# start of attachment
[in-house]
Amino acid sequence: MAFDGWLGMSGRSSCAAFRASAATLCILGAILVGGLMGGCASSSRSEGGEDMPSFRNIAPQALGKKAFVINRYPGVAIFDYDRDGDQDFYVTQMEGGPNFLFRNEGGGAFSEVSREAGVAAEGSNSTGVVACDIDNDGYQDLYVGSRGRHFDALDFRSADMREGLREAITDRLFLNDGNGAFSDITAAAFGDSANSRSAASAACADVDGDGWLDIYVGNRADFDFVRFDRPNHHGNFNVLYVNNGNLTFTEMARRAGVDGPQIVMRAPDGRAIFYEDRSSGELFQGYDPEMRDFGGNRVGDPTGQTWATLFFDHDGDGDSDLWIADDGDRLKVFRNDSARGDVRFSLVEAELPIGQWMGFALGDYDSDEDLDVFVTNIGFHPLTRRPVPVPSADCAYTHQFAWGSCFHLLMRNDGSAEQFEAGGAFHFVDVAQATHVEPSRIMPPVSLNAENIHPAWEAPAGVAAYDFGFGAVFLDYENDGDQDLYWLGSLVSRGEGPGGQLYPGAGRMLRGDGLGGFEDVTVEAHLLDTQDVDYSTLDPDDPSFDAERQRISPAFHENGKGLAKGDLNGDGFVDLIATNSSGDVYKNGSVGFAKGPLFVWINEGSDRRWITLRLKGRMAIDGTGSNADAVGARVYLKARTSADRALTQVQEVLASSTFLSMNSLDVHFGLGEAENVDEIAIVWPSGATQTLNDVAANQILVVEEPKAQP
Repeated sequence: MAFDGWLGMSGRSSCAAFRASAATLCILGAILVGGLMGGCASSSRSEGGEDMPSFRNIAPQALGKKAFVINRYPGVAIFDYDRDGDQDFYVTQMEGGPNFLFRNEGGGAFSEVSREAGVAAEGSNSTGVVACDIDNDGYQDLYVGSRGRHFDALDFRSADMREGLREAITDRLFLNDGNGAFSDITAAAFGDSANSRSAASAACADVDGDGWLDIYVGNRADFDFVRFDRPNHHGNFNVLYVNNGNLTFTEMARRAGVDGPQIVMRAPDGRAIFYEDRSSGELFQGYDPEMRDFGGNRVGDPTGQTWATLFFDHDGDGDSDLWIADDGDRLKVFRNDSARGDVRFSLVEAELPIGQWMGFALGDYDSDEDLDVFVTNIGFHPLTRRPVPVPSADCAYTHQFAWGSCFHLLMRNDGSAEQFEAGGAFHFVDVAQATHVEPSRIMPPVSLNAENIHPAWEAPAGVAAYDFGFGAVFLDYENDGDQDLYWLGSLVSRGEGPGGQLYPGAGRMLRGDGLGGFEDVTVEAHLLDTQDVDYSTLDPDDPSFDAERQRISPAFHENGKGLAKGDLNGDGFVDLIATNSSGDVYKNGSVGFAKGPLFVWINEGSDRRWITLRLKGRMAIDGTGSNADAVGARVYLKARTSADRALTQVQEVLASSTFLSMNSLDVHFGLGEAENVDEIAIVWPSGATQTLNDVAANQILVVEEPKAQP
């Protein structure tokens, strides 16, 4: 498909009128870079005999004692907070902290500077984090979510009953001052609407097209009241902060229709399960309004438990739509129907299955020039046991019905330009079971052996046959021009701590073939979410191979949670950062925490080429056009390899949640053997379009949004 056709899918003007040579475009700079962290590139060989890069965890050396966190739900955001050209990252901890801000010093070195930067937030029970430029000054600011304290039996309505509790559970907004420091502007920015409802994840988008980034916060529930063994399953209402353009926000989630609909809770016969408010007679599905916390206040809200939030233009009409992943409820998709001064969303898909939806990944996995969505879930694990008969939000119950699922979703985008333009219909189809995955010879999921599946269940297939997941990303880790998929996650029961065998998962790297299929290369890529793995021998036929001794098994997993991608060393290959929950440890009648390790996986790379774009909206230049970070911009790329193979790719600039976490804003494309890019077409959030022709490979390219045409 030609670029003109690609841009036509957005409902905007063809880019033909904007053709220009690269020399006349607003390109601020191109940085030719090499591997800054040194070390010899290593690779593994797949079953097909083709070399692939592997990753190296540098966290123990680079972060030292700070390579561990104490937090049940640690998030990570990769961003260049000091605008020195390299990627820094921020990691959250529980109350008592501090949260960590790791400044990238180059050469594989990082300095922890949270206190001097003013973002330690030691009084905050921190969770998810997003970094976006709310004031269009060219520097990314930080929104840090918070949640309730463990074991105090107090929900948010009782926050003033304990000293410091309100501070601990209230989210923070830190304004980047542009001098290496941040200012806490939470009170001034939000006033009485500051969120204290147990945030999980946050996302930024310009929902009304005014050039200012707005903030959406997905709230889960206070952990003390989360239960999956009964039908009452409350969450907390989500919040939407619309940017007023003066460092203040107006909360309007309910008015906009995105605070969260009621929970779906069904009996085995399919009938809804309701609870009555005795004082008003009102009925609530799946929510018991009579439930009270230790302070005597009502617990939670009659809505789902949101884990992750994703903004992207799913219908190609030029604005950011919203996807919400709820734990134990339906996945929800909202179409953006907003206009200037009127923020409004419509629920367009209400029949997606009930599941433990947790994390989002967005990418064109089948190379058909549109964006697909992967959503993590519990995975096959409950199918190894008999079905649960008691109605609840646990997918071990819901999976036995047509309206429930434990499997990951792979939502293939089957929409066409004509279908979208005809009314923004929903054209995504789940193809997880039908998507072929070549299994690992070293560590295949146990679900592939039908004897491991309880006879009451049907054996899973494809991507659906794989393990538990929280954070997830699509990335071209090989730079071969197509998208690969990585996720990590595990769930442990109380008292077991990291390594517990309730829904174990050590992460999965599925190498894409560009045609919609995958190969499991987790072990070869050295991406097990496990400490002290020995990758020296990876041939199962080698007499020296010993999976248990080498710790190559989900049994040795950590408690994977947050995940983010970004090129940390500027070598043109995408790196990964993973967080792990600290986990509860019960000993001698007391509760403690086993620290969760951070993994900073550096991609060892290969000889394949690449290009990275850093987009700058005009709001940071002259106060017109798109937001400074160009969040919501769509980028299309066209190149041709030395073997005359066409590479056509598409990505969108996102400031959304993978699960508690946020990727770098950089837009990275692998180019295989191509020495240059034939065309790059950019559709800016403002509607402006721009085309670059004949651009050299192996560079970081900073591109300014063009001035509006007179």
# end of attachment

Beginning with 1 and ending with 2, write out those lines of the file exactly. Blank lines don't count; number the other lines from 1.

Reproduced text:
[in-house]
Amino acid sequence: MAFDGWLGMSGRSSCAAFRASAATLCILGAILVGGLMGGCASSSRSEGGEDMPSFRNIAPQALGKKAFVINRYPGVAIFDYDRDGDQDFYVTQMEGGPNFLFRNEGGGAFSEVSREAGVAAEGSNSTGVVACDIDNDGYQDLYVGSRGRHFDALDFRSADMREGLREAITDRLFLNDGNGAFSDITAAAFGDSANSRSAASAACADVDGDGWLDIYVGNRADFDFVRFDRPNHHGNFNVLYVNNGNLTFTEMARRAGVDGPQIVMRAPDGRAIFYEDRSSGELFQGYDPEMRDFGGNRVGDPTGQTWATLFFDHDGDGDSDLWIADDGDRLKVFRNDSARGDVRFSLVEAELPIGQWMGFALGDYDSDEDLDVFVTNIGFHPLTRRPVPVPSADCAYTHQFAWGSCFHLLMRNDGSAEQFEAGGAFHFVDVAQATHVEPSRIMPPVSLNAENIHPAWEAPAGVAAYDFGFGAVFLDYENDGDQDLYWLGSLVSRGEGPGGQLYPGAGRMLRGDGLGGFEDVTVEAHLLDTQDVDYSTLDPDDPSFDAERQRISPAFHENGKGLAKGDLNGDGFVDLIATNSSGDVYKNGSVGFAKGPLFVWINEGSDRRWITLRLKGRMAIDGTGSNADAVGARVYLKARTSADRALTQVQEVLASSTFLSMNSLDVHFGLGEAENVDEIAIVWPSGATQTLNDVAANQILVVEEPKAQP